Monday November 12, 2007 - 20:21:07 GMT
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Westpac Institutional Bank - www.westpac.co.nz
Westpac Institutional Bank - Morning Report
Tuesday 13 November 2007
New Zealand dollar
Risk aversion sees NZD under pressure. The NZD opened with a slight bearish tone yesterday morning, with the currency seeing some early selling pressure on the back of AUD weakness and JPY strength. A lack of liquidity also made it difficult for traders to clear flows as the NZD chopped around in a wide range. With risk aversion now to the fore, support at 0.7600 eventually gave way as the currency fell to around 0.7550. A further meltdown in the AUD, and the USD/JPY falling below 110.00, saw the NZD under further pressure late in the afternoon, eventually trading to the dayâ€™s low around 0.7530. The global risk aversion meltdown continued overnight, most notably affecting the AUD, CAD and NZD; this saw the NZD trade to an overnight low of 0.7447 before bargain hunters stepped up and grabbed some cheap NZDâ€™s. The NZD opens this morning around 0.7500, but with a bearish look about it.
Meltdown in AUD sees currency fall sharply. The AUD was also dumped yesterday, most notably against the JPY, with investors growing increasingly nervous about holding risky position in high yielding currencies. Asian equity market weakness also added to the bearish sentiment. Some support was noted around 0.9000 ahead of the RBAâ€™s Statement on Monetary Policy, however with the statement not being as hawkish as was expected the currency came under further pressure soon after the release. As the USD/JPY fell through 110.00 the AUD fell sharply, losing 100 points very quickly. Risk aversion continued into the offshore session with the currency recording an overnight low of 0.8790 before settling around 0.8830 where it opens this morning.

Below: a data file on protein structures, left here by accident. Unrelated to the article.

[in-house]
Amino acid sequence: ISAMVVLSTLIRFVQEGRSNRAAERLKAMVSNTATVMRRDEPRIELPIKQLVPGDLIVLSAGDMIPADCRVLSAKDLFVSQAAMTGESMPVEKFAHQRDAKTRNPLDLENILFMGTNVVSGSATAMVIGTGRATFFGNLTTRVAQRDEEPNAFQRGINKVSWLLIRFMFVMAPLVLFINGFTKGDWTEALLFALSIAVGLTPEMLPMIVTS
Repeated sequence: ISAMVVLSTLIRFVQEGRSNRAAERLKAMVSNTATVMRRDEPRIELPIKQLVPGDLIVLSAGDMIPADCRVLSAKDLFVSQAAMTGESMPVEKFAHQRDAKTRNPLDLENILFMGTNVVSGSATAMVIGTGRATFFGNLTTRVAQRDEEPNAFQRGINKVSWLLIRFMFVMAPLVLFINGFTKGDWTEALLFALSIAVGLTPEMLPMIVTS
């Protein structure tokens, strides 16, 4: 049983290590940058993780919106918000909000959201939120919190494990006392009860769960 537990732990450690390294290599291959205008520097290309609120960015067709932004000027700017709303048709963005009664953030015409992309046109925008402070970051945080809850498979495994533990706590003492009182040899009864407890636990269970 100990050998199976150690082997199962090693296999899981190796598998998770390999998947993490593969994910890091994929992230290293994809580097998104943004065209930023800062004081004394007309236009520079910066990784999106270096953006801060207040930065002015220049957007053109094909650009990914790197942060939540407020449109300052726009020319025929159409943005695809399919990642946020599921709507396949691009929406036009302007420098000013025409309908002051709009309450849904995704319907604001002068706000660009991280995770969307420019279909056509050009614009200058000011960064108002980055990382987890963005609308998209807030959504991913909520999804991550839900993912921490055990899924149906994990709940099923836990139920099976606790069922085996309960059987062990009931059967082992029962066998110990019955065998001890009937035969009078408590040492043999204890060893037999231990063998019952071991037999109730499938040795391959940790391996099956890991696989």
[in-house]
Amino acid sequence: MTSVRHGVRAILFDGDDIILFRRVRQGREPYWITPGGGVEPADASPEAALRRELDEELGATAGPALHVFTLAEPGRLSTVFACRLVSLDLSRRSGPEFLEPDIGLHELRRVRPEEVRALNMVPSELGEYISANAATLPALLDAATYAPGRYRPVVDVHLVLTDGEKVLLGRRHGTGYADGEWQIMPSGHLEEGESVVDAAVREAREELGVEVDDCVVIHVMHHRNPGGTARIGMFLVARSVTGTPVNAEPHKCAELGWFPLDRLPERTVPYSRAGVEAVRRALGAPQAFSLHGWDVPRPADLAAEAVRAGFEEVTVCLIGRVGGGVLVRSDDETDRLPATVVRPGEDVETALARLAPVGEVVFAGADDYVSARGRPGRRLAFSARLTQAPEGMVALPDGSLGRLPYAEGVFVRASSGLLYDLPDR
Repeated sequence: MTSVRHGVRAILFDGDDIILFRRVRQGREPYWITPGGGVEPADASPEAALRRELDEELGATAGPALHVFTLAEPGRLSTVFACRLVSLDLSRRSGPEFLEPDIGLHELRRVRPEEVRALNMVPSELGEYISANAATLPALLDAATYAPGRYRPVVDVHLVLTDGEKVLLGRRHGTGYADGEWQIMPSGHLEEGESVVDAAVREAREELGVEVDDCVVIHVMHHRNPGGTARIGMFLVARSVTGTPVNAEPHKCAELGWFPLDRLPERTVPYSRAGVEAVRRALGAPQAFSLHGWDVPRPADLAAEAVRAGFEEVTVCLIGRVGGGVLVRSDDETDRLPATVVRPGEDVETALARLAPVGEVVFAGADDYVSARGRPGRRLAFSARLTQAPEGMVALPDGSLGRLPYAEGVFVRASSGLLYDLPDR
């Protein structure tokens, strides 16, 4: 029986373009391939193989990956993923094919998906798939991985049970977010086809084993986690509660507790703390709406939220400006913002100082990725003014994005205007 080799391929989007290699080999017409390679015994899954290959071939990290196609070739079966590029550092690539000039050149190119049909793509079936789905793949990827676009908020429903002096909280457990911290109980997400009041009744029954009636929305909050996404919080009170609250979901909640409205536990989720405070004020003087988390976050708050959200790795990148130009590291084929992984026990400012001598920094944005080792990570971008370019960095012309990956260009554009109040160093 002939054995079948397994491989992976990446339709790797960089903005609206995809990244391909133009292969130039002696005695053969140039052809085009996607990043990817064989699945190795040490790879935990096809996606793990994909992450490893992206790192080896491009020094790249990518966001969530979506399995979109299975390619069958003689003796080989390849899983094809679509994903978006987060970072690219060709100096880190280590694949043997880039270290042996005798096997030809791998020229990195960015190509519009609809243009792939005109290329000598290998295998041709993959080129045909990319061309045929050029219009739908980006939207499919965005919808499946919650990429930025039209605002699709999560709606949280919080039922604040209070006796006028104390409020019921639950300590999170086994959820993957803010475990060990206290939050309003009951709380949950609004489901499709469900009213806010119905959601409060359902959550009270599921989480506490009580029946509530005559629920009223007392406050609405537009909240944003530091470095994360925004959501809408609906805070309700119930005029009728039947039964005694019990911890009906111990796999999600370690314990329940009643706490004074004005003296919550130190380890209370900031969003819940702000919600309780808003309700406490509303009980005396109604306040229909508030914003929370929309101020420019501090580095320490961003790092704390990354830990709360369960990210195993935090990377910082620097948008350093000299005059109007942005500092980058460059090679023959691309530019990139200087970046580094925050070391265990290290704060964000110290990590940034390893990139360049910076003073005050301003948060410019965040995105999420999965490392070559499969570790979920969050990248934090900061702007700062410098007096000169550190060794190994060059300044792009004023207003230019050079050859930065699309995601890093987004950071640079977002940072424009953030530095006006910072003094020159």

USD gains in holiday thinned trading. The theme of risk aversion remained dominant throughout the market overnight. Equity markets have fallen sharply, with the Nikkei down 3.4% at one stage. This follows on from Friday's negative lead from Wall St, although yesterdayâ€™s falls have been more pronounced. Currencies took their cue from the global reduction of risk with both GBP and euro retreating from multi-year highs against the US dollar. GBP in particular got hammered falling well over 250 points before finding a base. Meanwhile USD/JPY ducked below 110.00 for the first time since May 2006. Gains by the US dollar may have been exacerbated by increased caution in thin markets with the US Treasury debt market closed for the Veterans Day holiday.
Economic data and events
No US data.
Japanese Oct corporate goods prices 2.4%yr, up from 1.7%. On the month, the index rose 0.3% after declining 0.1% in Sep. Oil prices were a key factor in the rise, as were base metals. Utilities prices fell, while ferrous metals and lumber declined, perhaps reflecting policy induced weakness in the dwelling construction sector. Domestic final demand goods improved to +0.2%yr from -0.2% in Sep. Consumer goods prices rose 0.7%yr (+0.1% prior) while capital goods prices were unchanged at 0.2%yr. The import and export price indices rose 3.9%yr and 0.9% respectively, implying that the terms of trade remains a drag on aggregate income growth and a constraint on the corporate sector's ability to raise employee wages.